In an attempt to witness to the sinner, we seek to establish some identification between them and our characters. All well and good, but some attempt to do this by unscrewing the light bulb and putting in a black-light. Too much of that, and there isn’t much light left shinning to make a dent in their darkness.

More important than having a story non-Christians can identify with is having one they can respect. Hiding the light might not make them run away, but it won’t draw them either. The goal is to make an authentic story for that audience where identifying with and challenging their world views happen together.

We Must Avoid Any Idealized Characters

The idea is no one can relate to a “perfect” Christian. Granted, some books produce a caricature rather than an authentic person, which is bad, but many secular books have such people.

In the hero’s journey, you often have the mentor/teacher role model. Whether Yoda from Star Wars or Faramir from Lord of the Rings, many books have that person we look up to, even as we know we might not be that good. We innately long for true heroes.

Having a cast of flawed characters with no heroes of inner strength and morals will sabotage an authentic story as surely as a cast of righteous caricatures.

Everything About God Needs to be Allegorized

Often this is done by giving God and Jesus alternate names in the story’s world. The most popular example is Aslan in The Chronicles of Narnia by CS Lewis.

While there is nothing wrong in doing this, don’t expect this to get God and Jesus into the story under the radar. Few will be fooled. May even perceive it as offensive in some cases. The direct approach, placed in real-life situations, can be more honest and effective many times.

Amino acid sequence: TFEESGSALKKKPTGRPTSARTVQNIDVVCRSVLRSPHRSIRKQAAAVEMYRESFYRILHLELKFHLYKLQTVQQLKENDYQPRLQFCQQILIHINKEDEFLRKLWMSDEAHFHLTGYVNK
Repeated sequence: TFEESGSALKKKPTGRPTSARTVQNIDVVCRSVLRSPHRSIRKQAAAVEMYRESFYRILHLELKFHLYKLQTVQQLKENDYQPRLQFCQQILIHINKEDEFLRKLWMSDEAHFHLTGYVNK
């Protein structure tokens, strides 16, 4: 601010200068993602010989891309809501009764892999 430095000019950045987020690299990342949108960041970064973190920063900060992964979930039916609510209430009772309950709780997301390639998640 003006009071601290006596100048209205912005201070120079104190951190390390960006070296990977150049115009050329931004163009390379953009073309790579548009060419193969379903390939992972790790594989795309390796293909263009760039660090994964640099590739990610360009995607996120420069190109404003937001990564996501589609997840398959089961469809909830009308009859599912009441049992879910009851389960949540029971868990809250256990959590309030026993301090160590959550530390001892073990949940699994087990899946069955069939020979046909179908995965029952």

To summarize, stories that engage culture to influence it while not being influenced by it are those that garner respect and authenticity by not merely pointing out the darkness, but effectively shine God’s light into the darkness. On either end you have the extremes: total separation from the world so it is no longer in it, and complete identification with the world that we become a part of it. Neither extreme ends up being a light in the darkness. One hides it under a bushel, the other under their thorns.

What other myths are you aware of?

As a young teen, R. L. Copple played in his own make-believe world, writing the stories and drawing the art for his own comics while experiencing the worlds of other authors like Tolkien, Lewis, Asimov, and Lester Del Ray. As an adult, after years of writing devotionally, he returned to the passion of his youth in order to combine his fantasy worlds and faith into the reality of the printed page. Since then, his imagination has given birth to The Reality Chronicles trilogy from Splashdown Books, and The Virtual Chronicles series, Ethereal Worlds Anthology, and How to Make an Ebook: Using Free Software from Ethereal Press, along with numerous short stories in various magazines.Learn more about R. L and his work at any of the following:Author Website, Author Blog, or Author Store.
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  1. Pam Halter says:

    “Often this is done by giving God and Jesus alternate names in the story’s world. The most popular example is Aslan in The Chronicles of Narnia by CS Lewis.”